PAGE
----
Global HealthcareInitiative

diseases, including cholera and typhoid, according to the World Health Organization.  In some countries, ninety percent of children suffer from waterborne diseases and intestinal parasites

Medical equipment such as EKGs, Sonogram (Ultrasound) machines, and blood analyzers are usually available only in large hospitals.  Many common, inexpensive drugs are unavailable because the pharmaceutical companies doing business in developing countries are selling expensive brand name drugs with higher specificity, but equal or less efficacy.  The need for more doctors, physician assistants, and nurses throughout Honduras is apparent, but most specifically in the rural regions. It is clear that children suffer the worst consequences from the poor public health services.

The Solution is de-centralized healthcare providedby building healthcare clinics in remote communities thus improving medical coverage for a larger segment of the population.  Developing programs for under-served communities, by building new clinical facilities and providing staff, equipment, and drugs should make a world of difference.  The emphasis for these facilities should be pediatric and prenatal care.

  • Provide and equip Mobile Healthcare Units with the proper equipment, supplies, and staff to treat remote locations.
  • Provide community-based education for disease prevention, maintenance, sanitation, and elimination of vectors.
  • Provide a permanent overseer of the medical services, equipment, and training, provided through the use of this funding, with adequate oversight by professional health and financial auditors.
  • Provide private management of these resources with permanent on-site workers.
  • A new clinic should be built and supplied with standard medical equipment consisting of a small x-ray machine, a sonogram machine, a blood analyzer, a microscope, stethoscopes, otolaryngology scopes, needles, catheters, bandages, pharmaceuticals, basic first aid, etc.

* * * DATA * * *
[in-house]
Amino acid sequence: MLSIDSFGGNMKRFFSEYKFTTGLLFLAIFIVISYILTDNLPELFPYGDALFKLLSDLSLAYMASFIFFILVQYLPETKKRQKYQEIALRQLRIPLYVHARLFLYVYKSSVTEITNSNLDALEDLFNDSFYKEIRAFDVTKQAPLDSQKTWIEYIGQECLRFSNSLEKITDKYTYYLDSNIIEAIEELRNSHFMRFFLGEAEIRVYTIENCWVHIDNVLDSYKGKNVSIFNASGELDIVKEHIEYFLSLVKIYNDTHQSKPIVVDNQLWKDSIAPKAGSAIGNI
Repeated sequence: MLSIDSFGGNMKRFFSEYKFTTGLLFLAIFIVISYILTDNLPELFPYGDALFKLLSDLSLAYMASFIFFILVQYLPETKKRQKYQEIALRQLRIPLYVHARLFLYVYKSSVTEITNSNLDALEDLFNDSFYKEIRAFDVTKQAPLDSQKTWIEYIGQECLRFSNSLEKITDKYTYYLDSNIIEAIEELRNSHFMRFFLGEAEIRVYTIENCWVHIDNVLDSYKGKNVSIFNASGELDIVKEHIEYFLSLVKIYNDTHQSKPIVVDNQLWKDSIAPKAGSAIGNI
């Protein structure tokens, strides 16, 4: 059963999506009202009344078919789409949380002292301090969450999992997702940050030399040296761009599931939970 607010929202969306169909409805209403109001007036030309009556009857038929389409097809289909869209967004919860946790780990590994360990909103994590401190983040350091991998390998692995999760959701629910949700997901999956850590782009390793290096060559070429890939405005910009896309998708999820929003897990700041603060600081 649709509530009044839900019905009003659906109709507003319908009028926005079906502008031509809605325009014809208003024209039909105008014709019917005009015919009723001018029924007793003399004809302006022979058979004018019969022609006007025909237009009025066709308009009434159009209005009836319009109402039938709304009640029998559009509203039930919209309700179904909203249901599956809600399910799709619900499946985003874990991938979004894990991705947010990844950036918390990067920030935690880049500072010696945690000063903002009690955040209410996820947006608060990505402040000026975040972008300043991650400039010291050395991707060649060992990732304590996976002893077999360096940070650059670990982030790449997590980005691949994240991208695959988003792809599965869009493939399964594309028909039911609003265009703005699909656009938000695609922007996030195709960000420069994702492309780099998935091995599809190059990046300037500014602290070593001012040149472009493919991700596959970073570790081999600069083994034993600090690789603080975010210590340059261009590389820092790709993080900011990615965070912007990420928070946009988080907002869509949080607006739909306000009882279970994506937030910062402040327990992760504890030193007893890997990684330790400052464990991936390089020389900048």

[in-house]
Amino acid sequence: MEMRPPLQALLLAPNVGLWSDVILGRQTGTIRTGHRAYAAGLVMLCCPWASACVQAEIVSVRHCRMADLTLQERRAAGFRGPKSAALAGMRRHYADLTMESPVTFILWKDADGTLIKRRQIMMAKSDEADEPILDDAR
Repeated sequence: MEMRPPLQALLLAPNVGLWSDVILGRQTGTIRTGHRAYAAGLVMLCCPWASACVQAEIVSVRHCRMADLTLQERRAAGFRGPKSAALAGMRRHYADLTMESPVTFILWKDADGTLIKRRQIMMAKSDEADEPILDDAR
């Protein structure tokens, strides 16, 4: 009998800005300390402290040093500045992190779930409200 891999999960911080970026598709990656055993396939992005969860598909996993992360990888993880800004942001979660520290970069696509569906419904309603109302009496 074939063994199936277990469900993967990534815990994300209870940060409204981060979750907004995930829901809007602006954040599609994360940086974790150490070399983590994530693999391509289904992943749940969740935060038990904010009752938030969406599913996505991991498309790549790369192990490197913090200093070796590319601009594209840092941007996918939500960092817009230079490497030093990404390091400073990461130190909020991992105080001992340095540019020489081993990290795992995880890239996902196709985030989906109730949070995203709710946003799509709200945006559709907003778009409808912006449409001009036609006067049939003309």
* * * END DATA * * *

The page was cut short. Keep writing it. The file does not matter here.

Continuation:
The clinic should be large enough for examining rooms, a waiting room, radiology facility, TeleMed/TeleHeath Systems, and a secure supply room for the storage of pharmaceuticals. It should also have other rooms for medical supplies, male and female lavatories, doctors’ offices, a reception room, adequate ventilation and electrical outlets, and a janitorial storage room. Additionally, emergency lighting and systems should be provided in every examining room. Finally, the buildings should all be sustainable so as to not be out of commission during a natural disaster or to risk being shut down due to problems with the local utilities.By incorporating wind and solar energy, potable fresh water sources, and waste management technologies the medical facilities will have the resources required to function at all times.

In addition to creating medical facilities, residential housingwould also be required in order to make the best use of these resources. Due to possible remote locations, cottages should be built for permanently housing the staff. Separate cottages are needed for male and female staff. One should have at least two bedrooms; the other can have three or more bedrooms. These dwellings should similarly be sustainable and not grid dependent.